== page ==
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While the violence in Flannery O'Connor's novel is largely associated with fire, the intractable and fatalistically depicted family "inheritance" that drives the novel is repeatedly tied to blood. 

The old man describes Rayburn, the schoolteacher, in his connection to the Tarwater family by referring to the idea that:

"'Good blood flows in his veins,' the old man said. 'And good blood knows the Lord and there ain't a thing he can do about having it. There ain't a way in the world he can get rid of it'" (Part One: II).

Blood becomes a motif that suggests two things: genealogical connection and the burden of prophecy. 

Prophecy functions almost as a curse in both old Tarwater and young Tarwater. More references to blood solidify the notion that this mandate to profess and to baptize works as a kind of fate for the boy that is instilled by blood and awakened by the older Tarwater's constant exhorations. 

"[...] the old man's words had been dripping one by one into him and now, silent, hidden in his bloodstream, were moving secretly toward some goal of their own" (Part One: II).

The old man is similarly bound to prophecy by blood, it would seem, just as he is bound to his family. When confronted by Rayburn, the old man feels that "[h]is prophet's blood surged in him, surged to floodtide for a miraculous release" (Part One: II). Thus blood is associated with an inner vitality or energy that seems to come from God and which almost always takes a violent manifestation. 

Throughout the novel the family is at odds with itself. The individuals that make up the family are also engaged in an interior turmoil, struggling against themselves or against some part of their sense of fate, sense of duty and sense of reality. 

Even Rayburn is affected by the sense that his blood connects him to a fatalistic, violent and irrepressible urge. Rayburn's reflections on his life with Bishop, the disabled child, sometimes leave him "trembling for his sanity" and he explains this to himself with the idea that

"It was only a touch of the curse that lay in his blood" (Part One: IV).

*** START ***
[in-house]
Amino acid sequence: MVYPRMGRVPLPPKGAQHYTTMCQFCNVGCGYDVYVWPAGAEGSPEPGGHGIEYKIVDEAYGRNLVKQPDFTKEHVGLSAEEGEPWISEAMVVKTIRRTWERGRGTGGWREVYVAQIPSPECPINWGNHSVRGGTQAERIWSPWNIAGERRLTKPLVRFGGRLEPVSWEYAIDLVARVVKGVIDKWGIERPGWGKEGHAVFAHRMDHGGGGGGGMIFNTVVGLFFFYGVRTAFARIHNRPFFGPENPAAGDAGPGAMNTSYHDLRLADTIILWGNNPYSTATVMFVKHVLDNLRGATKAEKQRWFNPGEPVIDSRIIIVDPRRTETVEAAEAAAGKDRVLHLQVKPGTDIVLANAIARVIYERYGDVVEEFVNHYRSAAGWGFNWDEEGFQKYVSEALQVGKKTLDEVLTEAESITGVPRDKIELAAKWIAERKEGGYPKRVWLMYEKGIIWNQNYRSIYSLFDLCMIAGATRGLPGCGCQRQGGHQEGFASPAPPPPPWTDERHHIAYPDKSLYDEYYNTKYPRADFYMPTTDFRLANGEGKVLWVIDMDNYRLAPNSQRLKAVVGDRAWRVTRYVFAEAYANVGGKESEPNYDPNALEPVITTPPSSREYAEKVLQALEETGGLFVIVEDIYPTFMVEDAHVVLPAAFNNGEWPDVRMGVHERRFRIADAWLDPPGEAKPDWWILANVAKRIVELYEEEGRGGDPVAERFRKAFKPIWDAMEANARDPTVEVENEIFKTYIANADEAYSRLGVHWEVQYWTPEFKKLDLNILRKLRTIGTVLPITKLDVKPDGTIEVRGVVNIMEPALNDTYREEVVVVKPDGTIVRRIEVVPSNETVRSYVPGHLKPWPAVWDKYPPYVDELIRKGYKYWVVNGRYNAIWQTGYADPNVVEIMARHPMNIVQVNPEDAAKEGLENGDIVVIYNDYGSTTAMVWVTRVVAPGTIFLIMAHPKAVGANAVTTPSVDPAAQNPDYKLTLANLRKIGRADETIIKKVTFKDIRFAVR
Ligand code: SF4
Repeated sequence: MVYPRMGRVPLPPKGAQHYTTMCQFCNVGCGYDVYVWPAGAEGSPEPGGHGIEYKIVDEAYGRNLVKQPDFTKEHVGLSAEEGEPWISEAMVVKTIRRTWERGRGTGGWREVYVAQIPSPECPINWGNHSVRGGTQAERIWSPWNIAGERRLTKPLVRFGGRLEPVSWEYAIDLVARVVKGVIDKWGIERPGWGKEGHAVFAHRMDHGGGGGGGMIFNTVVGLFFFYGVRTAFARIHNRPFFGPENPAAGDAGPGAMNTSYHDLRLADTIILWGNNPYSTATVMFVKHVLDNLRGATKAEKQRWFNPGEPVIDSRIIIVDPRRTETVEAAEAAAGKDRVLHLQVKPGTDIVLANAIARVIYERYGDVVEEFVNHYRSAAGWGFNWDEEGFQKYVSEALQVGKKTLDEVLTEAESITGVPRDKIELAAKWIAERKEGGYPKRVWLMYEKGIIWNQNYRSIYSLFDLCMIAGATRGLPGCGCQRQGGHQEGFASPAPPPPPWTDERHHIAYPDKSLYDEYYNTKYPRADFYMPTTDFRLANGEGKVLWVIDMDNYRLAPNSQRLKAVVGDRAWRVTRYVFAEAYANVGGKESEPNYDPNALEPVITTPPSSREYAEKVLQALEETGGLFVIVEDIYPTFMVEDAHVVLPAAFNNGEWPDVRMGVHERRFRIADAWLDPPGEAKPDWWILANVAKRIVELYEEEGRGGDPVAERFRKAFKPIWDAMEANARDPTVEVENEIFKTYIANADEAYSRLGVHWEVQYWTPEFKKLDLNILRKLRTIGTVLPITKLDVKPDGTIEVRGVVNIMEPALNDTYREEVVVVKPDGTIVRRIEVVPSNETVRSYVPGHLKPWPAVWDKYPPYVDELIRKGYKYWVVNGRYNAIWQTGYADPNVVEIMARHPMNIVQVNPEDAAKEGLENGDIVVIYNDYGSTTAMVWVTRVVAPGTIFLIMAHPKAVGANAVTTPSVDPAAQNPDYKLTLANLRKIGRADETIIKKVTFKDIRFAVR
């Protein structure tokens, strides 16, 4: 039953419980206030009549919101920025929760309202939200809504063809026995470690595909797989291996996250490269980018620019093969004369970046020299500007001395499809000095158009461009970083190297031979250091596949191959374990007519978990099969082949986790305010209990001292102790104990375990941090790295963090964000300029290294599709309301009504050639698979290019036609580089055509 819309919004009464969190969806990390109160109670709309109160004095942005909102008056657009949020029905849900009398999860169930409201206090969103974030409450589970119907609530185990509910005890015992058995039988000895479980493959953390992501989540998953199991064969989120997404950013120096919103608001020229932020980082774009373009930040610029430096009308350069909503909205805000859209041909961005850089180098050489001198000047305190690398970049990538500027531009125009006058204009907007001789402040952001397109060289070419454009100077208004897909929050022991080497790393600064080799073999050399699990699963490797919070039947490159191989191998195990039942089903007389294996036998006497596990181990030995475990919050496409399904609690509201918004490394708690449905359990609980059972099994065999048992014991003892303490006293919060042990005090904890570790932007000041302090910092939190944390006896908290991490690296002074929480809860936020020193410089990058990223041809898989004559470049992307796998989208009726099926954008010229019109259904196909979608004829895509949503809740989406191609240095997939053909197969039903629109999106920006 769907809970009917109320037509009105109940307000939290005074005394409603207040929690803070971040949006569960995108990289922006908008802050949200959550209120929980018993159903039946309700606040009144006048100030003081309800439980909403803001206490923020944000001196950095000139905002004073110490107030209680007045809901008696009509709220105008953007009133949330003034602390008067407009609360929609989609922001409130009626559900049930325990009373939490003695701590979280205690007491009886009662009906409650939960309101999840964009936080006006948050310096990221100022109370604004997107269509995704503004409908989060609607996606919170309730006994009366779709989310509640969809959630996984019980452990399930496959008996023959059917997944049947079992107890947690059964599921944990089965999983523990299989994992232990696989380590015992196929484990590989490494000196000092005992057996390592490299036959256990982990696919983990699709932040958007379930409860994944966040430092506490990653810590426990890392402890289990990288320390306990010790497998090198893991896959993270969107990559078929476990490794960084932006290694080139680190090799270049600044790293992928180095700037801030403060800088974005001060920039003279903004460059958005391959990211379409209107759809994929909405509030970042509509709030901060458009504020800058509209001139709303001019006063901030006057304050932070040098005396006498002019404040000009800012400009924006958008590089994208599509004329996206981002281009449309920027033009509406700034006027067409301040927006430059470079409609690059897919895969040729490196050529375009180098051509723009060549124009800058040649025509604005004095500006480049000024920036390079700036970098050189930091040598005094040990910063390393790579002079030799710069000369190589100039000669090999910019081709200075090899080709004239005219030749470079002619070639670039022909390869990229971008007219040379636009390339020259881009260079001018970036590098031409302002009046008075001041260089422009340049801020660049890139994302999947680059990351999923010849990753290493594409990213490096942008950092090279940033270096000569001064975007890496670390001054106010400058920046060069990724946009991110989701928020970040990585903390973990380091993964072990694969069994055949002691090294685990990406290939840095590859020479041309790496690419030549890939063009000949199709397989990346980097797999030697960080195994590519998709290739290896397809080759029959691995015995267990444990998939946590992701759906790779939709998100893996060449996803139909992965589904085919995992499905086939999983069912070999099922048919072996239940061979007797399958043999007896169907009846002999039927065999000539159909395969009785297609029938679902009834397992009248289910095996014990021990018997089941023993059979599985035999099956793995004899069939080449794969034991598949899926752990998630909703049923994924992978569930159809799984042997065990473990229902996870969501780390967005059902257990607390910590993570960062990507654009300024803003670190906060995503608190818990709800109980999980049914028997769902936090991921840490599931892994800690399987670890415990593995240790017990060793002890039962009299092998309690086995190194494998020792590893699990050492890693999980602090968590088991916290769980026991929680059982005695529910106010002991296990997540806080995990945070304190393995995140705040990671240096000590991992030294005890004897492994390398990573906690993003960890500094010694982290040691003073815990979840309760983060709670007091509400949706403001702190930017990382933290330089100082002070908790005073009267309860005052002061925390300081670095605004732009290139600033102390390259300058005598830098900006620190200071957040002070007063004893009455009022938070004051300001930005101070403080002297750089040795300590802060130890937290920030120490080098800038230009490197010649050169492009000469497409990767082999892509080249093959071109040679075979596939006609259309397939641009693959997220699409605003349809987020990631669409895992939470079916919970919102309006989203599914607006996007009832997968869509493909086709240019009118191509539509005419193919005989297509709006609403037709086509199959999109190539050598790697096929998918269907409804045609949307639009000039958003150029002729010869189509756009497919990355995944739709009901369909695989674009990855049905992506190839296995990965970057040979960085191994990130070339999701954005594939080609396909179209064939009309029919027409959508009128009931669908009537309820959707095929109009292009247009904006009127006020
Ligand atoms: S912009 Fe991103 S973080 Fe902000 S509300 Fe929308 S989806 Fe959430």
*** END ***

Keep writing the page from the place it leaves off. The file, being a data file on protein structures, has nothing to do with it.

Later, young Tarwater thinks about how the "Lord out of dust had [...] made him blood and nerve and mind, had made him to bleed and weep and think" (Part Two: III) and this thought is directly connected to the boy's sense of his fate, which is a mandate to baptize Bishop. This urgency in young Tarwater is what eventually leads him to kill Bishop and thus to enact the self-destructive aspect of the violence in his "blood." 

"In the end, Tarwater succumbs to his religious calling, and it is less a victory than a capitulation when he embraces his role as a prophet of God" (eNotes).

The notion of identity and heredity are closely linked in The Violent Bear It Away in terms of the idea of essential struggle. Each of the main characters can be said to engage in the same struggle - to act upon the urges of the blood, which old Tarwater suggests is linked to a knowledge of God, or to deny that urge in the blood. 

Given this connection between the characters, drawn by blood, as it were, the blood imagery comes to represent man's spiritual conflict in the modern world. Having inherited either (culturally or spiritually) an opportunity for faith and submission to God, the Tarwaters have also been faced with opportunities to join a secular world that is less violently, less extremely bound to the rigid dictates of prophecy and prophetic vision. 

O'Connor's characters are sometimes difficult to interpret without irony in a modern context because, in part, the morality of faith tends to be set against a secular morality and the morality of faith is often the more accepting of violence and violent action. The blood that leads Tarwater to baptize also leads him to kill.  

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The Violent Bear It Away

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